Brain imaging studies have explored the brain areas associated with different types of pain. A prototypical experiment might involve asking volunteers to endure a series of systematically-applied electric shocks to the extremities, and then imaging the parts of the brain activated by the intensity and frequency of the electric shocks. This kind of experiment provides a good model of acute and sharp pain. Other kinds of experiments might involve placing small amounts of capsaicin (the active ingredient in chili) via an injection just below the skin of volunteers. This creates a sensation of acute and diffuse burning which can last a considerable period of time. Other experiments again might take advantage of chronic pain conditions – as might be found in patients with back injuries, for example. These and other experiments have allowed the identification of a network of brain areas that support the experience of pain, the “pain matrix”. The pain matrix in the brain consists of a network of interconnected areas consisting of the secondary somatasensory cortex, the insula, the anterior cingulate cortex, a variety of brain areas concerned with movement (in particular, the cerebellum, and the secondary motor cortex), and finally the thalamus and primary somatasensory cortex. These differing areas perform a variety of sensory, cognitive and motor functions during a painful experience from evaluation to attempts at defensive and escape movements.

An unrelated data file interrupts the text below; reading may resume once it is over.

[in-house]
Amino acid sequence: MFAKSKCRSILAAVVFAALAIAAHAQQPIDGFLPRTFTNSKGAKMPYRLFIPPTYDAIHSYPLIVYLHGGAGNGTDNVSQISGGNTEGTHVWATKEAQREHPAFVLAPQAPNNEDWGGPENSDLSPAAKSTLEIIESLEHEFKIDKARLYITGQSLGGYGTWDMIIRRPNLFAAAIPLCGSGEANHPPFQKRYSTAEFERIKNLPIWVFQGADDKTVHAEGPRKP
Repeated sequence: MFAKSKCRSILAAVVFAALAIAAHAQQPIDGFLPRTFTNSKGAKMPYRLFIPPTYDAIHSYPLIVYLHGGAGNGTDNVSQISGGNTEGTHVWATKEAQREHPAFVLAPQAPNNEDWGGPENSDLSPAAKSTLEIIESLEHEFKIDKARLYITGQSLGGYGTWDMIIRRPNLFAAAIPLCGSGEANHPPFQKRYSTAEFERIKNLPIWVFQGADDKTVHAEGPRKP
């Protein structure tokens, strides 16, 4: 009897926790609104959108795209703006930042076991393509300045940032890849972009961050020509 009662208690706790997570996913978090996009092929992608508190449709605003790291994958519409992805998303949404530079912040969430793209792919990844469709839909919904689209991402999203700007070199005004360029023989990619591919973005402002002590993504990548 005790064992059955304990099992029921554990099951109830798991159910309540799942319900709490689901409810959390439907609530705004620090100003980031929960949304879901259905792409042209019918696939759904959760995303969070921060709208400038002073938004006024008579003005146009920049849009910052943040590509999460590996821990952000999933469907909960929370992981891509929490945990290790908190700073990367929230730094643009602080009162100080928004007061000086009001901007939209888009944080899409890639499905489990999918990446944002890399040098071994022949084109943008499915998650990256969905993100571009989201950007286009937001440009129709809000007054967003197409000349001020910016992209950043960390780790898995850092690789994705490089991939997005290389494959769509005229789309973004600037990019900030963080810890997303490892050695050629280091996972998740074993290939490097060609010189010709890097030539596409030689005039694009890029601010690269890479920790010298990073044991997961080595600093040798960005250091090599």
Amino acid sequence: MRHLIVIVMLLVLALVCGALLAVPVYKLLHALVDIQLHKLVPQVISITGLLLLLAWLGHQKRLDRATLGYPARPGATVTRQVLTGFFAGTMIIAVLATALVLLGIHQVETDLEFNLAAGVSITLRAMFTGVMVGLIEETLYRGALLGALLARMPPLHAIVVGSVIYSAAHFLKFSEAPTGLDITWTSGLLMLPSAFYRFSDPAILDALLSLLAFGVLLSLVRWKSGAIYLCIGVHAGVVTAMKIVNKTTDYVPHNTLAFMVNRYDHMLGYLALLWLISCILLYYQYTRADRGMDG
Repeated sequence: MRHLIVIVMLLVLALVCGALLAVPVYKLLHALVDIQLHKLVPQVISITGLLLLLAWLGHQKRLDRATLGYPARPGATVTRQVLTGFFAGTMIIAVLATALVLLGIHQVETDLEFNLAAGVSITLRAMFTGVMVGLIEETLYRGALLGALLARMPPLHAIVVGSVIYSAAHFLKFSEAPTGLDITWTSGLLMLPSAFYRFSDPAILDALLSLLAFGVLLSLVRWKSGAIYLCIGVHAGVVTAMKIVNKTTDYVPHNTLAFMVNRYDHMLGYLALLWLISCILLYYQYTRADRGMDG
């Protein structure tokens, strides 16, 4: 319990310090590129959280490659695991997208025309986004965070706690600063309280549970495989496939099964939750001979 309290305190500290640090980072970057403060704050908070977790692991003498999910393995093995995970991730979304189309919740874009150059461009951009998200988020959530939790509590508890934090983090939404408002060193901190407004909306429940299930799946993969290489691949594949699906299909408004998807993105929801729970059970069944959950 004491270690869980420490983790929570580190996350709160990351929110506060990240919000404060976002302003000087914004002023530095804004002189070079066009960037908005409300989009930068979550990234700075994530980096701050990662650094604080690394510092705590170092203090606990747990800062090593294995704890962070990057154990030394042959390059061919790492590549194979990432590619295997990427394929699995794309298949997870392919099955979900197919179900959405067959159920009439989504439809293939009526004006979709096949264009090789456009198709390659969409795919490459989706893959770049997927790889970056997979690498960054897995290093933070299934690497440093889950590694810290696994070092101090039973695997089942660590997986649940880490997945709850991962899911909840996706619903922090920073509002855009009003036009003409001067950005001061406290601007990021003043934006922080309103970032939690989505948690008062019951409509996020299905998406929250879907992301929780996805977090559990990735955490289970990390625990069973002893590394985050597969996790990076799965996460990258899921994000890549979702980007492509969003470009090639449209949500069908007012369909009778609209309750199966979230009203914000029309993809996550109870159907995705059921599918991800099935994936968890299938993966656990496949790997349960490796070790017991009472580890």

Seems there are plans for a remake of Hellraiser with a decent budget and Barker as director… time will tell if this is a good idea.
Please consider purchasing my book:
‘Why Torture Doesn’t Work: The Neuroscience of Interrogation’ which can be preordered from:
Torture is banned because it is cruel and inhumane. But as Shane O’Mara writes in this account of the human brain under stress, torture should never be condoned because it does not work the way torturers assume it does.